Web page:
kitten cuddles

The SPCA is always looking for new Foster Parents to join our team! Our fosters are an integral part of animals’ lives. If you foster a pregnant cat, you’ll be guided through the process of raising kittens and providing neonatal care, and you’ll receive support and education to help the mama cat successfully give birth. And if you’d like to foster a dog, we have need of you too! 

Fosters help us provide care for more animals than we can house in the shelter, meaning you help us save more lives. Best of all, foster parents help animals acclimate to a home setting, preparing them for success in their future forever homes.

What does Fostering Involve?

We provide full support to our fosters, including medical care for the foster animals, food, toys, bedding, litter and other necessary supplies. You focus on the most important part – showing them love and making sure they’re happy and healthy! Our fosters also get “first dibs” on an animal in their care, meaning if you have a “foster fail” and want to adopt the animal that has been living in your care, your application takes priority!

Fosters are expected to take all foster animals in their custody to agreed-upon appointments, including vet appointments and meet-and-greets with potential adopters. Fostering requires commitment and a degree of flexibility, so please consider your circumstances carefully when applying.

 If you do not plan to immediately foster another animal in need, we do ask that all unused or partially used supplies be returned at the end of the foster period, when the animals are either adopted or returned to the shelter. 

How to Start your Foster Care Journey

  • Step 1: Apply using our Cat Foster Application or Dog Foster Application
  • Step 2: Wait to hear from our Foster Coordinator and follow up on any resources the coordinator may share to prepare you for the foster experience.
  • Step 3: Depending on your availability and our needs, we may have animals available immediately, or the coordinator may stay in touch about opportunities. Know that we have you in our foster system!
  • Step 4: Receive the call, text, or email that we have fur babies for you to foster and set up an appointment to pick them up!

If you do not plan to immediately foster another animal in need, we do ask that all unused or partially used supplies be returned at the end of your foster period.  

Already a Foster and looking for your next foster baby?

Foster Roles and Responsibilities

Cat fosters primarily provide a safe and healthy environment for pregnant mom cats, moms with kittens, or orphaned kittens. Our foster coordinator will provide answers and training as needed, depending on how complicated a case may be, to help you feel fully prepared for the task. Many helpful tips and answers can be found at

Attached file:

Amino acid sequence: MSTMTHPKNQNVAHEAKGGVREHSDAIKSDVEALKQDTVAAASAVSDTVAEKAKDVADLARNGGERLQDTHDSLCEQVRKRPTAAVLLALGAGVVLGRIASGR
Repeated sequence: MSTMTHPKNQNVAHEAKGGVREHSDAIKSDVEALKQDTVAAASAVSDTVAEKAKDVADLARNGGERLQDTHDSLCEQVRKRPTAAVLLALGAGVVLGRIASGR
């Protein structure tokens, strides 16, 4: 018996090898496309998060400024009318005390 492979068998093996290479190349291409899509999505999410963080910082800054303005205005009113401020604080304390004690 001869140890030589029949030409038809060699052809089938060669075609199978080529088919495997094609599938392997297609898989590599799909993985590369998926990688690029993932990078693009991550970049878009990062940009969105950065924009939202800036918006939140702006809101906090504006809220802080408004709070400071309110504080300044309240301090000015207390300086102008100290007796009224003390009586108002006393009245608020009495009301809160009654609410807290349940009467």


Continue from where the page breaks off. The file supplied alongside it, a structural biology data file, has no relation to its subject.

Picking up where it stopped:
Ideally, whether a cat foster is providing care for kittens, their mom, or kittens and a mom, it is best to make sure there is a separate room in your house or apartment where the fosters can primarily stay, especially when first introducing them to your own household pets.

Dog fosters take on the big responsibility of providing sanctuary and safety to dogs that are not adapting well to a shelter environment or dogs that require extra attention due to medical issues. Occasionally, we do have mother dogs and puppies, but the majority of our dogs in foster are grown and simply not well-suited to the lifestyle at a shelter. Beyond providing care, dog fosters also need to be “adoption ambassadors” and help these dogs be seen by potential adopters. Some choose to walk the dogs with an “I’m adoptable” bandana or vest on. Others go to social media. Whatever you do, feel free to work with our communications team to ensure your dog in foster remains seen in the public eye and is ready for meet-and-greets with potential adopters!

Medical fosters provide a safe environment for cats and dogs to recover from surgery. Occasionally, these fosters are called upon to provide foster hospice for animals, which allows an animal to spend its final days in a home instead of a shelter.

Fostering in itself is intense work, and our medical fosters may face the brunt of it, as compassion fatigue is a threat. But these incredible fosters are able to provide safe places for animals that need to be away from a shelter environment where communal infections like URIs are common, and they give love and belonging to the animals that might never otherwise know a home in their final days.